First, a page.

Display the Natted / Routed Connections on a Linux Iptable Firewall

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Q. I’ve Linux box acting as software router (natted) for over 100 computer connected via LAN. Regular netstat command is not displaying the list of all natted connections. How do I find out connections managed by netfilter / iptables which comes with the Debian 4.x system?

A. You cannot use regular netstat command to display NAT connections managed by iptables. You need to use netstat-nat command. You can also use /proc/net/ip_conntrack or /proc/net/nf_conntrack, which is the temporary conntrack storage of netfilter.


Install netstat-nat

Use apt-get command under Debian / Ubuntu Linux, enter:
$ sudo apt-get install netstat-nat

Source code / RPM file

If you are using Suse / Redhat Linux, grab source code or RPM file here:

How do I use netstat-nat command?

Login as root user and type the following to display list of all natted connections:
# netstat-nat -n
To display NAT connections with protocol selection, enter:
# netstat-nat -np
To display all connection by source IP called
# netstat-nat -s
To display all connections by destination IP/hostname called laptop, enter:
# netstat-nat -s laptop
To display SNAT connections, enter:
# netstat-nat -S
To display DNAT connections, enter:
# netstat-nat -D
To display only connections to NAT box self i.e. doesn’t show SNAT & DNAT, enter:
# netstat-nat -L
To display help, enter:
$ netstat-nat -h
$ man netstat-nat


Posted by: Vivek Gite

The author is the creator of nixCraft and a seasoned sysadmin, DevOps engineer, and a trainer for the Linux operating system/Unix shell scripting. Get the latest tutorials on SysAdmin, Linux/Unix and open source topics via RSS/XML feed or weekly email newsletter.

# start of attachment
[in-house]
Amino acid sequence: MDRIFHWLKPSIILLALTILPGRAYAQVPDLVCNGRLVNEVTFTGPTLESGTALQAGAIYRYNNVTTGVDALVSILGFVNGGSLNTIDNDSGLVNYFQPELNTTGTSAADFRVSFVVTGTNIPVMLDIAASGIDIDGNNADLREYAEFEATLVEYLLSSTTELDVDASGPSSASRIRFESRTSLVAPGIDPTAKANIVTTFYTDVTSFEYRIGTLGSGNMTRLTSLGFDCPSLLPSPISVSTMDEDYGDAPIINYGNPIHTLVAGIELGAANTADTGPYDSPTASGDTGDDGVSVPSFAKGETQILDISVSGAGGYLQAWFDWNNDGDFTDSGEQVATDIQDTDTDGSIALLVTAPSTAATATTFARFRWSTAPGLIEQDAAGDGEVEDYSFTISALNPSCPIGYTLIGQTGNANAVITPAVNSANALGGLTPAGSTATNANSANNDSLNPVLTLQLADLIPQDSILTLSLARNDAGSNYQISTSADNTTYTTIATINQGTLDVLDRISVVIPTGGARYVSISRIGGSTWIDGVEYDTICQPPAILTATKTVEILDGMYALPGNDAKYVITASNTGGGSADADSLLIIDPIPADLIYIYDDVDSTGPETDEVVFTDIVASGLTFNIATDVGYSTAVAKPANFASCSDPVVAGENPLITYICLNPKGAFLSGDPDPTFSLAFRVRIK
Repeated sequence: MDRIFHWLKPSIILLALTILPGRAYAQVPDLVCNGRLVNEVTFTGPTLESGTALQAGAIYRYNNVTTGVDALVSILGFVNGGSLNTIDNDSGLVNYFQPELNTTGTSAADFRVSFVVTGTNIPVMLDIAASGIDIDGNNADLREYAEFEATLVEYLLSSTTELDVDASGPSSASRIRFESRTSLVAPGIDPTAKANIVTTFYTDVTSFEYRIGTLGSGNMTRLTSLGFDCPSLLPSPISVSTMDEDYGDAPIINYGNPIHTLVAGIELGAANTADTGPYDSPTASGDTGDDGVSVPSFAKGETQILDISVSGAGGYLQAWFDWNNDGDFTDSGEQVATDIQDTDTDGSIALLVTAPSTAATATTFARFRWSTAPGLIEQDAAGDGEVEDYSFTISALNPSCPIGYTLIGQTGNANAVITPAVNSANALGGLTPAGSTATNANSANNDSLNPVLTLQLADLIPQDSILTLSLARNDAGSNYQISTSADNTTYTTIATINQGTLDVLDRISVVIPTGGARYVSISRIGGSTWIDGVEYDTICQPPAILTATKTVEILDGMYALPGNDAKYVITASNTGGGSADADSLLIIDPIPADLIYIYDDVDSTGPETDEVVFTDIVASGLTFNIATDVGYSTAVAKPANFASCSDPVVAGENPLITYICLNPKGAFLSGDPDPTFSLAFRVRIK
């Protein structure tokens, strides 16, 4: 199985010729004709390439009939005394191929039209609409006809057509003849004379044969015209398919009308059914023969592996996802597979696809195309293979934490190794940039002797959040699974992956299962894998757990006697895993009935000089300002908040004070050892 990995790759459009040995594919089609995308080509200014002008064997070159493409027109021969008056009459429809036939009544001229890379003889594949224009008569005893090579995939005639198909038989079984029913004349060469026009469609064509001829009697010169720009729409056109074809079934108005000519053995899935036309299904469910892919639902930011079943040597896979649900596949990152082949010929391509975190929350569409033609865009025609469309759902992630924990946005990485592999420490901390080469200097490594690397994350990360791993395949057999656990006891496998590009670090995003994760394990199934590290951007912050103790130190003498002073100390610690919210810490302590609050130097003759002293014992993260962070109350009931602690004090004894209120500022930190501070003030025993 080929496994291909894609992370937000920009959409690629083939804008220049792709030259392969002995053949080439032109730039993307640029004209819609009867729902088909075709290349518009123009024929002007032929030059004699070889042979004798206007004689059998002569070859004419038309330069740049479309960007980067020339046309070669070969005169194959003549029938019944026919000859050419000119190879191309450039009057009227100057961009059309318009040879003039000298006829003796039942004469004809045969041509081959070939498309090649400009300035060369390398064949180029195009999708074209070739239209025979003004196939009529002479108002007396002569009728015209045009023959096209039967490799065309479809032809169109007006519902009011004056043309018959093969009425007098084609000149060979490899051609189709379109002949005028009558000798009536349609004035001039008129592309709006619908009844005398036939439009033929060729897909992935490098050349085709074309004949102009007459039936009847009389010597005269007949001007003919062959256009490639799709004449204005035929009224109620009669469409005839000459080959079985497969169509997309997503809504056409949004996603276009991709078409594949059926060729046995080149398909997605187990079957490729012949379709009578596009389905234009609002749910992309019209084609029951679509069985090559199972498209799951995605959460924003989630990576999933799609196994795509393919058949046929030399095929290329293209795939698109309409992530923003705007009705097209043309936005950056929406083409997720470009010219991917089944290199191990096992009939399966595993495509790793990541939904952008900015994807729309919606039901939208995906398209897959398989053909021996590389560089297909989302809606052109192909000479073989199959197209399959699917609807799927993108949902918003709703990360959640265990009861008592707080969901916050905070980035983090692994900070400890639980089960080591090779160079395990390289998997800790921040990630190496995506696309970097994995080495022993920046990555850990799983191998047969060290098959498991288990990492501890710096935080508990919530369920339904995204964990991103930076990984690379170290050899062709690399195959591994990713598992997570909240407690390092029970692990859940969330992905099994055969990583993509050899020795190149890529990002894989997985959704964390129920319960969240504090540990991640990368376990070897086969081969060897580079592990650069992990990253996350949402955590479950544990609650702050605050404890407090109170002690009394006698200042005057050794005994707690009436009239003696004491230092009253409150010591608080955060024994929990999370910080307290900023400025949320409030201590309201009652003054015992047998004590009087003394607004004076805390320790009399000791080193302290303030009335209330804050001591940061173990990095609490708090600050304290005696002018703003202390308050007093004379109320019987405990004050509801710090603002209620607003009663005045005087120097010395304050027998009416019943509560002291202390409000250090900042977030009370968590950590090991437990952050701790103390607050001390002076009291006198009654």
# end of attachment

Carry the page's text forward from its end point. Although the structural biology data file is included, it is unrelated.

5 comment

  1. I’ve been using iptstate at home to look at connections, but it’s more like top for network connections through IPTables.

    netstat-nat is a lot more flexible — especially when I have people over who are IMing and surfing all over the place.

    Thanks for the info.

  2. You can use the conntrack command as well (in fedora it is in the conntrack-tools package ).
    It has a nice feature to watch the events in “real-time”…

  3. Just as a side note you may want to make a note that the kernel must have netfilter enabled or loaded as a module

  4. I like tool: iptstate – display realtime connection/nat state, can filter output by IP (src/dst) and port and run in text mode / console.

  5. basura, netstat-nat is outdated crap:

    # netstat-nat
    Could not read info about connections from the kernel, make sure netfilter is enabled in kernel or by modules.
    open(“/proc/net/nf_conntrack”, O_RDONLY) = -1 ENOENT (No such file or directory)

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